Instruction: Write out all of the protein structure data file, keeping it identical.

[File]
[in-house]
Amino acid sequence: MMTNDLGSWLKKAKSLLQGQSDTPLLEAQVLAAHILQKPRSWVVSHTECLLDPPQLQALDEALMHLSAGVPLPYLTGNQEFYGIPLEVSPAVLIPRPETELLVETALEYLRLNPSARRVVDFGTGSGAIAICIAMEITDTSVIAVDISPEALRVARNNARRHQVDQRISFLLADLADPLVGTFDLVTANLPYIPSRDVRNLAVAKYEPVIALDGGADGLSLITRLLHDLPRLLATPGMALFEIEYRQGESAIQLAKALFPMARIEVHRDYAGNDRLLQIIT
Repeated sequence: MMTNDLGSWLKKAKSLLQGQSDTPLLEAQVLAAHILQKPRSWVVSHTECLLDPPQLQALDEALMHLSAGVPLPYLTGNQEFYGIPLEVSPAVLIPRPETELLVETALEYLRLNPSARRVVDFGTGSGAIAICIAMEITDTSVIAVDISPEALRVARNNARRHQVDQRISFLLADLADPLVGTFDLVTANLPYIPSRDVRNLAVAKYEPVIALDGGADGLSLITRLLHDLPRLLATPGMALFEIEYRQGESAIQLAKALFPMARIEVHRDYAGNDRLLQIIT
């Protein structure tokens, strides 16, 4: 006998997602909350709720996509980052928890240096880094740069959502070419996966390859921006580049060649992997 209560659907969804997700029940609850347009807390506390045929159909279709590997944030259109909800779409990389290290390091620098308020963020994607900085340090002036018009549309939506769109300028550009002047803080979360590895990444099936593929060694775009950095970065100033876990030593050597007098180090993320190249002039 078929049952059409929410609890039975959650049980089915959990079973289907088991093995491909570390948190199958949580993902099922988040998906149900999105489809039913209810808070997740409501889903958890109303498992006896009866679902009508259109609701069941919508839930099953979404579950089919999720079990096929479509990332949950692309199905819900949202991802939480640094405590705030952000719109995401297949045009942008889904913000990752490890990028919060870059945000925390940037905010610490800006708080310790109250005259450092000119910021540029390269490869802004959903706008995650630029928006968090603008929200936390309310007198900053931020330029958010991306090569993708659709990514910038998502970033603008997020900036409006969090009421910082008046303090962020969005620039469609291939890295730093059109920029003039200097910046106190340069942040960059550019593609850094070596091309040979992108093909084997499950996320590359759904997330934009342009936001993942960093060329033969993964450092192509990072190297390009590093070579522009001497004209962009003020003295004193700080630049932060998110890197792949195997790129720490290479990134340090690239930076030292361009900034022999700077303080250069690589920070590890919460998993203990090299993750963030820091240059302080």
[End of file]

[in-house]
Amino acid sequence: MMTNDLGSWLKKAKSLLQGQSDTPLLEAQVLAAHILQKPRSWVVSHTECLLDPPQLQALDEALMHLSAGVPLPYLTGNQEFYGIPLEVSPAVLIPRPETELLVETALEYLRLNPSARRVVDFGTGSGAIAICIAMEITDTSVIAVDISPEALRVARNNARRHQVDQRISFLLADLADPLVGTFDLVTANLPYIPSRDVRNLAVAKYEPVIALDGGADGLSLITRLLHDLPRLLATPGMALFEIEYRQGESAIQLAKALFPMARIEVHRDYAGNDRLLQIIT
Repeated sequence: MMTNDLGSWLKKAKSLLQGQSDTPLLEAQVLAAHILQKPRSWVVSHTECLLDPPQLQALDEALMHLSAGVPLPYLTGNQEFYGIPLEVSPAVLIPRPETELLVETALEYLRLNPSARRVVDFGTGSGAIAICIAMEITDTSVIAVDISPEALRVARNNARRHQVDQRISFLLADLADPLVGTFDLVTANLPYIPSRDVRNLAVAKYEPVIALDGGADGLSLITRLLHDLPRLLATPGMALFEIEYRQGESAIQLAKALFPMARIEVHRDYAGNDRLLQIIT
């Protein structure tokens, strides 16, 4: 006998997602909350709720996509980052928890240096880094740069959502070419996966390859921006580049060649992997 209560659907969804997700029940609850347009807390506390045929159909279709590997944030259109909800779409990389290290390091620098308020963020994607900085340090002036018009549309939506769109300028550009002047803080979360590895990444099936593929060694775009950095970065100033876990030593050597007098180090993320190249002039 078929049952059409929410609890039975959650049980089915959990079973289907088991093995491909570390948190199958949580993902099922988040998906149900999105489809039913209810808070997740409501889903958890109303498992006896009866679902009508259109609701069941919508839930099953979404579950089919999720079990096929479509990332949950692309199905819900949202991802939480640094405590705030952000719109995401297949045009942008889904913000990752490890990028919060870059945000925390940037905010610490800006708080310790109250005259450092000119910021540029390269490869802004959903706008995650630029928006968090603008929200936390309310007198900053931020330029958010991306090569993708659709990514910038998502970033603008997020900036409006969090009421910082008046303090962020969005620039469609291939890295730093059109920029003039200097910046106190340069942040960059550019593609850094070596091309040979992108093909084997499950996320590359759904997330934009342009936001993942960093060329033969993964450092192509990072190297390009590093070579522009001497004209962009003020003295004193700080630049932060998110890197792949195997790129720490290479990134340090690239930076030292361009900034022999700077303080250069690589920070590890919460998993203990090299993750963030820091240059302080």